With Canada Day still fresh in our minds and we wanted to pause and reflect on Joe. Remember Joe? Remember his rant? Remember how popular it was? Remember this was the second go around for Molson’s “I Am Canadian” marketing campaign? Didn’t think so.
The original campaign was developed in the mid 90’s. It worked well, doing its job increasing sales, but by the end of the decade it began to fade. The original creative for the campaign focused on images of young Canadians. No models, just many “real” Canadians, keeping it real. At the turn of the century a new agency took the reins and made some small tweaks. They kept the “I Am” tagline but gave it a singular, defined, powerful voice. Rather than using random images of Canadian youth, they combined them into one iconic man: Joe. And he had something to say. He was no longer content with being ridiculed for his Canadian-ness. He was a man, he was proud of his country, he was proud of his heritage and ultimately, he was proud of his damn beer.
The choice to define a Canadian was a powerful one. Joe epitomized the Molson Canadian beer-drinker: proud, hardworking, proud, intelligent and attractive, and oh yeah, proud. He was Everyman: every guy related to him, every girl thought he was sexy and he was tired of being thought of as inferior to his American neighbour. His patriotism shone through in his speech perfectly (even if it was delivered by an American actor); we can wave flags just as much as Americans, and our beer rocks.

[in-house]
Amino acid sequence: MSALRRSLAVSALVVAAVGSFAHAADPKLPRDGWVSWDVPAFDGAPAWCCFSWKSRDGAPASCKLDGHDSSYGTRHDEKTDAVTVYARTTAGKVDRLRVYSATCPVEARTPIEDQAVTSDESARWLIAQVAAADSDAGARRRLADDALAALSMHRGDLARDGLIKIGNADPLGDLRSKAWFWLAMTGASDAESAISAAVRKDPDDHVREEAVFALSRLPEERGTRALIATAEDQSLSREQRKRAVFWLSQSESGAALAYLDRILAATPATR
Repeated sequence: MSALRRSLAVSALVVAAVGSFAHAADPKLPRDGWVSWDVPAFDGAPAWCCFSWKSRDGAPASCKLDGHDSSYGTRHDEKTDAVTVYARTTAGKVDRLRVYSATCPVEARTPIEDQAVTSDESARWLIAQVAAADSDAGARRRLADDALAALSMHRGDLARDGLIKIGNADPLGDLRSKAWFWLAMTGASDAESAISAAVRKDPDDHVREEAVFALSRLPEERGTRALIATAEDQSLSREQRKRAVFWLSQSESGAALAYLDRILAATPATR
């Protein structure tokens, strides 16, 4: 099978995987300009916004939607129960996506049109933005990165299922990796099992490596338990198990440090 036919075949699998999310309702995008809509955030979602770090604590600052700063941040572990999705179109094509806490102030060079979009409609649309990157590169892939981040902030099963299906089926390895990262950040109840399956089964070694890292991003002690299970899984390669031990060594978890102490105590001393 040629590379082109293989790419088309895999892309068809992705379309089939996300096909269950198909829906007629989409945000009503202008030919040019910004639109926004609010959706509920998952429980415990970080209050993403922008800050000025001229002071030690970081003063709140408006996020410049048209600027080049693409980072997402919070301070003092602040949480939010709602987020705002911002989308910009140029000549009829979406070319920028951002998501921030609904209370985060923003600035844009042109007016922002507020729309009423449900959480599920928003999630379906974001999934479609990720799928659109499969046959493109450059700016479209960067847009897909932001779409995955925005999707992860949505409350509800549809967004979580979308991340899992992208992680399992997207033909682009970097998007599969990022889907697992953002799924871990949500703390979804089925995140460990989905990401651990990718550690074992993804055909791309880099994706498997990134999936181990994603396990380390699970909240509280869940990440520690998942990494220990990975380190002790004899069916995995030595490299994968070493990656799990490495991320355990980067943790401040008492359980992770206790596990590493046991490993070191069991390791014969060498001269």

The success of the campaign was staggering. The commercial was a huge success, instantly becoming viral and morphing into other successful (moderately more violent) versions of Canadian pride: a quiet office worker beats the tar out of his American visitor for mocking him or the attack of the pet beaver in the bar also become very popular.
Instead of ignoring Canadian stereotypes the commercials reveled in them. They highlighted everything we are and should be proud of, including that big, bold, red maple leaf. Everything that differentiated us from America united us as being Canadian. “The Rant” took pride in every preconception of Canadian heritage and used it to our advantage. Even the tagline was brilliant in its simplicity. It wasn’t “I am Canadian”. No, it was “I AM. Canadian.” Strong, proud and we’ll kick your ass if you don’t like it. That’s good marketing. That’s good beer.
In retrospect the primary difference between the initial “I AM” campaign and the second was a simple choice in communication styles: use of a passive voice versus active voice. The first go around wanted to hear from Canadians and let them define Canada, ultimately watering down the message. The second knew who Canadians were, how they were feeling and spoke for them, in one focused voice. In creative marketing you need to know your audience, you need to define your message and it’s always better to be heard.